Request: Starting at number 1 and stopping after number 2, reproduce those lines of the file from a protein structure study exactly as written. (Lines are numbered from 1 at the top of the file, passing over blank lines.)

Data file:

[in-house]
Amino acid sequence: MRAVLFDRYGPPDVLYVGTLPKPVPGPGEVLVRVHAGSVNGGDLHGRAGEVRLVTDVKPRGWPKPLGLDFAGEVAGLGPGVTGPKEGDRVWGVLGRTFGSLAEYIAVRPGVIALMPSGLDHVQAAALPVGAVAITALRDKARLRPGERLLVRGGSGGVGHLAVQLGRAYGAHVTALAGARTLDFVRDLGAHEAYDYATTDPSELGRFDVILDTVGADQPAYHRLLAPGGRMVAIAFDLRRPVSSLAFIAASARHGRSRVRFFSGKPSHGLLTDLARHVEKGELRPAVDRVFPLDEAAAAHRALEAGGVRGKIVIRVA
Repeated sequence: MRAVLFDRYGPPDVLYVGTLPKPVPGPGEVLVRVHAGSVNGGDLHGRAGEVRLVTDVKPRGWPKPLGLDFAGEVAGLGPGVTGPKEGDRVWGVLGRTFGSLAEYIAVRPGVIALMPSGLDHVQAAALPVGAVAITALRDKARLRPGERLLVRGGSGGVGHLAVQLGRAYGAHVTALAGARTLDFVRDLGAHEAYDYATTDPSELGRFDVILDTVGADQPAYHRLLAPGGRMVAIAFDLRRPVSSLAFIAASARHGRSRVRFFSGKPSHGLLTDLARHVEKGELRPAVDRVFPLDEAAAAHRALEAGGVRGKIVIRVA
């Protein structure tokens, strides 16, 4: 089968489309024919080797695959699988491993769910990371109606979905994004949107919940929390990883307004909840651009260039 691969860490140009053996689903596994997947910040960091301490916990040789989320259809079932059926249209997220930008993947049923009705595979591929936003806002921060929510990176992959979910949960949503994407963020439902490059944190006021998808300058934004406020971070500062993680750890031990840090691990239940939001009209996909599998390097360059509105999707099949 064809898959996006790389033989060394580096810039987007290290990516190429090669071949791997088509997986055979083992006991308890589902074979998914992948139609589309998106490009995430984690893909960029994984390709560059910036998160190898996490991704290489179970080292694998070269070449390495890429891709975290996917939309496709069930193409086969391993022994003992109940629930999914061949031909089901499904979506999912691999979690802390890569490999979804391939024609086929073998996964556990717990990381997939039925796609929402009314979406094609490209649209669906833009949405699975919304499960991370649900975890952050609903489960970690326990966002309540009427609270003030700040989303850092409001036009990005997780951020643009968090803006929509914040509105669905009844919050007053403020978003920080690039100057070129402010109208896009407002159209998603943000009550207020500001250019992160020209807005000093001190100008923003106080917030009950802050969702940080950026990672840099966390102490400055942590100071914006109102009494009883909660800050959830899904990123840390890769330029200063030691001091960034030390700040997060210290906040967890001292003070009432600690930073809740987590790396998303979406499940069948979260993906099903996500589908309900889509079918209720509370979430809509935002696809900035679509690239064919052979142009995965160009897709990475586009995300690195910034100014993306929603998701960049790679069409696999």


[in-house]
Amino acid sequence: MRAVLFDRYGPPDVLYVGTLPKPVPGPGEVLVRVHAGSVNGGDLHGRAGEVRLVTDVKPRGWPKPLGLDFAGEVAGLGPGVTGPKEGDRVWGVLGRTFGSLAEYIAVRPGVIALMPSGLDHVQAAALPVGAVAITALRDKARLRPGERLLVRGGSGGVGHLAVQLGRAYGAHVTALAGARTLDFVRDLGAHEAYDYATTDPSELGRFDVILDTVGADQPAYHRLLAPGGRMVAIAFDLRRPVSSLAFIAASARHGRSRVRFFSGKPSHGLLTDLARHVEKGELRPAVDRVFPLDEAAAAHRALEAGGVRGKIVIRVA